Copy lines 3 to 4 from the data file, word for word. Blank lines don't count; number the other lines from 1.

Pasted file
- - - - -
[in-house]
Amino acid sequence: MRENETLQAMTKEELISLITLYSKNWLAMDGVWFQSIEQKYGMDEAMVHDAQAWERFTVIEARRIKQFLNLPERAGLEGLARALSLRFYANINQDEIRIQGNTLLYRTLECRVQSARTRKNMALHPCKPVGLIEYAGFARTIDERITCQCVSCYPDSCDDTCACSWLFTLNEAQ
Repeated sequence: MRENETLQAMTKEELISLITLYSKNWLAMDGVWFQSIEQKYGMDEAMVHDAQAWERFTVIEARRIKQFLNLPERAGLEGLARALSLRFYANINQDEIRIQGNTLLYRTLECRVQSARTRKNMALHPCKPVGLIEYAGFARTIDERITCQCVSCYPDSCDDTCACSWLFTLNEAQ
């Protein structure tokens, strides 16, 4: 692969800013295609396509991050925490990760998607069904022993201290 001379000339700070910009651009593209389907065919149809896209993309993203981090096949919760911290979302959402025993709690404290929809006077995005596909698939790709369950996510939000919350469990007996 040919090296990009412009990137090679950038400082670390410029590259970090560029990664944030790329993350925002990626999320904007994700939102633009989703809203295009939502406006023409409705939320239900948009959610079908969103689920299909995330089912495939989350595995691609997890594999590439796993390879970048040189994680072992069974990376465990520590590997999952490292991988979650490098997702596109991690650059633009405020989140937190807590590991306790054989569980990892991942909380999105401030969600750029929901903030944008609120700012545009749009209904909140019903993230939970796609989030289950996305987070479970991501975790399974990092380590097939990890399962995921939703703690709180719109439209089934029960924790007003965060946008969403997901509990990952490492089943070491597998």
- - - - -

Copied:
Repeated sequence: MRENETLQAMTKEELISLITLYSKNWLAMDGVWFQSIEQKYGMDEAMVHDAQAWERFTVIEARRIKQFLNLPERAGLEGLARALSLRFYANINQDEIRIQGNTLLYRTLECRVQSARTRKNMALHPCKPVGLIEYAGFARTIDERITCQCVSCYPDSCDDTCACSWLFTLNEAQ
């Protein structure tokens, strides 16, 4: 692969800013295609396509991050925490990760998607069904022993201290 001379000339700070910009651009593209389907065919149809896209993309993203981090096949919760911290979302959402025993709690404290929809006077995005596909698939790709369950996510939000919350469990007996 040919090296990009412009990137090679950038400082670390410029590259970090560029990664944030790329993350925002990626999320904007994700939102633009989703809203295009939502406006023409409705939320239900948009959610079908969103689920299909995330089912495939989350595995691609997890594999590439796993390879970048040189994680072992069974990376465990520590590997999952490292991988979650490098997702596109991690650059633009405020989140937190807590590991306790054989569980990892991942909380999105401030969600750029929901903030944008609120700012545009749009209904909140019903993230939970796609989030289950996305987070479970991501975790399974990092380590097939990890399962995921939703703690709180719109439209089934029960924790007003965060946008969403997901509990990952490492089943070491597998």